In the 1980s, the Illinois Department of Transportation (IDOT) and the city of Quincy, Ill.,. faced an interesting problem: The Quincy Soldier's Memorial Bridge on U.S. Route 24 was inadequate to handle traffic over the Mississippi River, but the structure was still sound.
After due diligence, IDOT’s solution was to build a second new twin bridge. While the Memorial Bridge would handle eastbound traffic, a new Quincy Bayview Bridge would be built about 900 feet north of the old bridge to handle westbound traffic.
Built in 1986, the Quincy Bayview Bridge is an early cable stay bridge, at least for such a structure found in the United States. The bridge has 56 cables set up in four planes, with each plane having seven cables on each side of the 182-foot main towers. Each pair of cables supports a 60-foot-long by 6-foot-deep bridge-deck section. The sections were unique at the time, since they were a combination of prefabricated steel and precast concrete. Also, unique was a new epoxy coating on the cables. Both of these innovative features are now commonly found on more recent cable stayed bridges.
Upon completion, the twin bridges easily handle traffic between Quincy, Ill., and Quincy, Mo. Known as Illinois's “Gem City,” on the Mississippi River, Quincy has a population of more than 40,000 people and remains a prominent river city, while West Quincy is used primarily for farming.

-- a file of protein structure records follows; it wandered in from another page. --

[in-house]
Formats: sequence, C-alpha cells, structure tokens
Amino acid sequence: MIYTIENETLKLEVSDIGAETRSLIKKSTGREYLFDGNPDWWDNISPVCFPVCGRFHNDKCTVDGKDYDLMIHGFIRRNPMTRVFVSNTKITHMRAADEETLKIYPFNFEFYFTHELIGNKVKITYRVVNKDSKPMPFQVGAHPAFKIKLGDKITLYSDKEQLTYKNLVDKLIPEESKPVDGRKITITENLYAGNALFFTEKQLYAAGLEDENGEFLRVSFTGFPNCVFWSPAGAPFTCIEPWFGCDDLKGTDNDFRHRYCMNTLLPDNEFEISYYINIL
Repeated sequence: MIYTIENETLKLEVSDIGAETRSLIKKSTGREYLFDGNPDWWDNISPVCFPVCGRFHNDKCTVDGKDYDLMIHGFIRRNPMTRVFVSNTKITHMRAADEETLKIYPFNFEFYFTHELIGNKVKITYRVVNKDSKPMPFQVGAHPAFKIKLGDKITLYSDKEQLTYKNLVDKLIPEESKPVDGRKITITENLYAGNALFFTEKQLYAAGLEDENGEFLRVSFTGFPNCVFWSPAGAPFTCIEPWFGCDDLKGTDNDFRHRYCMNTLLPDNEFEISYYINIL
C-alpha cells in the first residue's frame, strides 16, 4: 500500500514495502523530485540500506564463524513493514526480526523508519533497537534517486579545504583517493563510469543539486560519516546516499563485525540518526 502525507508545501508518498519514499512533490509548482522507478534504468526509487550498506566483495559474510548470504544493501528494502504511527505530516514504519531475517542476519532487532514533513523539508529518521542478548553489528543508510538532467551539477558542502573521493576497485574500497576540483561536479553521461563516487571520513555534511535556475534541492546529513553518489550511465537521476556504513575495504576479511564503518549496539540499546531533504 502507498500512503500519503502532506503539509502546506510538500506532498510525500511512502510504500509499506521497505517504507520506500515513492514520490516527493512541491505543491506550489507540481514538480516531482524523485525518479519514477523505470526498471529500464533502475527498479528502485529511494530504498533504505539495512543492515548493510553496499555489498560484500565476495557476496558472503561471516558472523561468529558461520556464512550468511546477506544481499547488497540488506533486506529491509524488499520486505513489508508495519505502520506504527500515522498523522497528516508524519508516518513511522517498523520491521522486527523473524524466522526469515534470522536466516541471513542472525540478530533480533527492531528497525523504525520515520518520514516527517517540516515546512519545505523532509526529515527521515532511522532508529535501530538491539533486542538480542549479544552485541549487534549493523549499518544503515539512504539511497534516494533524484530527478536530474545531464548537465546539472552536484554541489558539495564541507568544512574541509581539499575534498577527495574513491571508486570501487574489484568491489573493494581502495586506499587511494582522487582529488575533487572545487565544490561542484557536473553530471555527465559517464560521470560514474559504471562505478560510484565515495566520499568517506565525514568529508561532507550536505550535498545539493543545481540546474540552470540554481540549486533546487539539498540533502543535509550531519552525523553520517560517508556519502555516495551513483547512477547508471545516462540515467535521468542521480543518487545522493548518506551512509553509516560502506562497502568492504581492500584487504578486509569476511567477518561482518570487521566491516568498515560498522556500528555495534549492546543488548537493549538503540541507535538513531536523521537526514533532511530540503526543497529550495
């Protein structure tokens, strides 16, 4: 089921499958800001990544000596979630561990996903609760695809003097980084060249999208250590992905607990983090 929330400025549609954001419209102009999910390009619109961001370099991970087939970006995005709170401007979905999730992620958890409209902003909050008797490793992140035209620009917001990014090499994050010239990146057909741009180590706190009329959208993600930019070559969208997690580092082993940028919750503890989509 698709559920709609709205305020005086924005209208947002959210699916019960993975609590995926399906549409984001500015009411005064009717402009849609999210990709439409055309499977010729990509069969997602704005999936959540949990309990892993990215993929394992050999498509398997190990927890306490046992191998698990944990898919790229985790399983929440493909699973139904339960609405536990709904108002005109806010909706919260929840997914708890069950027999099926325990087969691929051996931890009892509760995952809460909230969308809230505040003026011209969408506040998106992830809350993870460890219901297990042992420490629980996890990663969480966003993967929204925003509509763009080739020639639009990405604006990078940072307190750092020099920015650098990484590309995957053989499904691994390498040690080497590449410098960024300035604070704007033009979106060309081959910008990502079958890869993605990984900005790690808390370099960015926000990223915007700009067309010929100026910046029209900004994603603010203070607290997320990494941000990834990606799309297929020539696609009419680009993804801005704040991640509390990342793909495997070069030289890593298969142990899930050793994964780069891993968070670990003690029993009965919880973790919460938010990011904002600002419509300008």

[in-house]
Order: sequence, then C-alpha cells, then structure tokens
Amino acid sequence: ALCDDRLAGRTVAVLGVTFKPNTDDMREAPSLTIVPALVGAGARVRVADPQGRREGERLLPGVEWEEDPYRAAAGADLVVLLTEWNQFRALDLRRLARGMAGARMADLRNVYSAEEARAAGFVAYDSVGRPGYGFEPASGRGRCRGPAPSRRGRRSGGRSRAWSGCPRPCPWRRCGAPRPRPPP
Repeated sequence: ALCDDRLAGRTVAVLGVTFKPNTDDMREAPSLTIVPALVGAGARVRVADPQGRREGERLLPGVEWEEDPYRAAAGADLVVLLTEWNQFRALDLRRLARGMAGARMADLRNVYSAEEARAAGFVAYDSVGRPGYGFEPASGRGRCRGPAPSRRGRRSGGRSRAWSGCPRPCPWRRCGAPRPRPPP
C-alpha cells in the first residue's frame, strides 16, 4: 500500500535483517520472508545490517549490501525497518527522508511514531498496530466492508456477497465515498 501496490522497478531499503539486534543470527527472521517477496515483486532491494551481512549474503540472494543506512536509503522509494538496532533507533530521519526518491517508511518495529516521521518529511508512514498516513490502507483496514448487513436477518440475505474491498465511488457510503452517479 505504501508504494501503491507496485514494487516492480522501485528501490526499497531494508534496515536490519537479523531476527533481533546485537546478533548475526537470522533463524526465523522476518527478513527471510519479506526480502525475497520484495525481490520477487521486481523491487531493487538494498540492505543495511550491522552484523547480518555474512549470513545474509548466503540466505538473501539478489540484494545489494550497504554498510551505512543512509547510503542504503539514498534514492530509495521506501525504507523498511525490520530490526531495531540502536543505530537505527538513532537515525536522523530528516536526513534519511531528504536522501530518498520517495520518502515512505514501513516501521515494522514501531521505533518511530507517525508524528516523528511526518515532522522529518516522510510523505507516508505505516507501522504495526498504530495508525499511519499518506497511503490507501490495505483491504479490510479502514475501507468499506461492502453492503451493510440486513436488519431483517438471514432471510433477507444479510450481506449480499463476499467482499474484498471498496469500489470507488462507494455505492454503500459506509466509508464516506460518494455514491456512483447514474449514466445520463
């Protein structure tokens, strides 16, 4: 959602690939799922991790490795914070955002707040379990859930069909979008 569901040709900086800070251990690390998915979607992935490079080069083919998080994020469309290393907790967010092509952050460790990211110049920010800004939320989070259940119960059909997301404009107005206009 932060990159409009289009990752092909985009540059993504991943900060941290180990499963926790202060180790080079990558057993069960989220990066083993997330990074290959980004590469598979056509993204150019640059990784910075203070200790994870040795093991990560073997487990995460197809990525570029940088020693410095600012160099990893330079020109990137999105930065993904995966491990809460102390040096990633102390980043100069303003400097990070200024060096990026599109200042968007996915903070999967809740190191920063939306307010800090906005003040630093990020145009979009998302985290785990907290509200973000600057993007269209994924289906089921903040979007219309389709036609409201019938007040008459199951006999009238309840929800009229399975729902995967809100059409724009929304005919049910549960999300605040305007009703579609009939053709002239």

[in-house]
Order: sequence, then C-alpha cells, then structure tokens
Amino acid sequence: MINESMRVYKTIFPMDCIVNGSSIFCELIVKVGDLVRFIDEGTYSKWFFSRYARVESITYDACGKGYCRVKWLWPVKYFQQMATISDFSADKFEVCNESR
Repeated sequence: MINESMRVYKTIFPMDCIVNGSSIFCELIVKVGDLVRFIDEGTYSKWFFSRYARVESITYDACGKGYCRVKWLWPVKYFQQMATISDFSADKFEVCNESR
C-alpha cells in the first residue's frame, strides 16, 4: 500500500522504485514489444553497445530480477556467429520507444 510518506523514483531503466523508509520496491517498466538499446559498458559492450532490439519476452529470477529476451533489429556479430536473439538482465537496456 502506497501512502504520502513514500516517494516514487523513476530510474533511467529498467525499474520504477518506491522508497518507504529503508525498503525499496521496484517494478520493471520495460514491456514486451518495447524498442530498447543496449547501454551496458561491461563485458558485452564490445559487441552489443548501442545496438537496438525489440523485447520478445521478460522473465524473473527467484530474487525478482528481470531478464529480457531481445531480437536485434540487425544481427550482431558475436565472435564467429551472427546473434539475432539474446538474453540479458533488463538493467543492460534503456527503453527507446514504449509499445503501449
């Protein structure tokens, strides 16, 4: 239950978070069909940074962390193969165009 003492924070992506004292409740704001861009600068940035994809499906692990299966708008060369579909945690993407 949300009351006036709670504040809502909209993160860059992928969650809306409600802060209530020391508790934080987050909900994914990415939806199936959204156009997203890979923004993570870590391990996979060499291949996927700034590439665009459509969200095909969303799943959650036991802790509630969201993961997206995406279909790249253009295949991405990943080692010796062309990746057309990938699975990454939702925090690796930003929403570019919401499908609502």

Bringing Back the Architectural Luster
After almost 30 years, the IDOT decided to bring the luster back to the Bayview Bridge through a new lighting project. The criteria for the project was to find a lighting scheme that would highlight the architectural beauty of the bridge without creating maintenance issues and energy costs. Three firms–Klingner & Associates, P.C. and Brown Electrical Construction Company, both of Quincy, Ill., and Lighting Associates Inc.of Webster Groves, Mo.,–worked together to develop a lighting program to meet IDOT’s criteria.
After a thorough investigation, Bayview is now highlighted by 78 Dyna Flood QA and eight Dyna Drum HO RGBA luminaires from Los Angeles-based Acclaim Lighting. Using Acclaim’s quad-color technology, the Dyna Flood QA contains four colors, RGB+amber, under a single lens. Because quad-color technology mixes the colors under the lens, unlike traditional technology that color mixes outside of the lens, Dyna Flood QA delivers precise color matching.
The Dyna Drum HO also features RGBA diodes, beam and spread lens options, and a lumen output range of 9,000 to 17,232 lumens at 5500K, along with an adjustable yoke with onboard 180-degree flip inverted digital control display for menu selections and addressing. Both Dyna Flood QA and Dyna Drum HO have an IP66 wet-location rating. With a DMX-512 control system, each unit features an auto-switching, multi-voltage power supply, and an on-board touch-sensitive menu.
According to Joe Knochel, P.E., Architectural Engineer at Klingner & Associates, the design team provided a lighting solution that is very energy efficient, easy to maintain, and meets the IDOT requirements.